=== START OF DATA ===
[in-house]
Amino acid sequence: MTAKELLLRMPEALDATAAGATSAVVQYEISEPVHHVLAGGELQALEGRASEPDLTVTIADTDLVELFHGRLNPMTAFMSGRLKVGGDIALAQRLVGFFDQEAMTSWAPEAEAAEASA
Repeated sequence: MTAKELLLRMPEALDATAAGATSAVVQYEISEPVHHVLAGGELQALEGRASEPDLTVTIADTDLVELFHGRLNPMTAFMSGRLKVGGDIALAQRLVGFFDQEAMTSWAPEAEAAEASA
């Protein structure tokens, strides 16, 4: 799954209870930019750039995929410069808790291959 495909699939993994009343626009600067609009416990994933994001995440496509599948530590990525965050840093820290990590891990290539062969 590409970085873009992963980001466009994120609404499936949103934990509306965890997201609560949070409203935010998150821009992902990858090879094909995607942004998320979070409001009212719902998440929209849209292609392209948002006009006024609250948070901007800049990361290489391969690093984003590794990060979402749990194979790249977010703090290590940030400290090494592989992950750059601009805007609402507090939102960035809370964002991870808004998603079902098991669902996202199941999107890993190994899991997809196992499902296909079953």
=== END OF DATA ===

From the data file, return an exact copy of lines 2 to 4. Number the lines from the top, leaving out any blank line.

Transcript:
Amino acid sequence: MTAKELLLRMPEALDATAAGATSAVVQYEISEPVHHVLAGGELQALEGRASEPDLTVTIADTDLVELFHGRLNPMTAFMSGRLKVGGDIALAQRLVGFFDQEAMTSWAPEAEAAEASA
Repeated sequence: MTAKELLLRMPEALDATAAGATSAVVQYEISEPVHHVLAGGELQALEGRASEPDLTVTIADTDLVELFHGRLNPMTAFMSGRLKVGGDIALAQRLVGFFDQEAMTSWAPEAEAAEASA
């Protein structure tokens, strides 16, 4: 799954209870930019750039995929410069808790291959 495909699939993994009343626009600067609009416990994933994001995440496509599948530590990525965050840093820290990590891990290539062969 590409970085873009992963980001466009994120609404499936949103934990509306965890997201609560949070409203935010998150821009992902990858090879094909995607942004998320979070409001009212719902998440929209849209292609392209948002006009006024609250948070901007800049990361290489391969690093984003590794990060979402749990194979790249977010703090290590940030400290090494592989992950750059601009805007609402507090939102960035809370964002991870808004998603079902098991669902996202199941999107890993190994899991997809196992499902296909079953």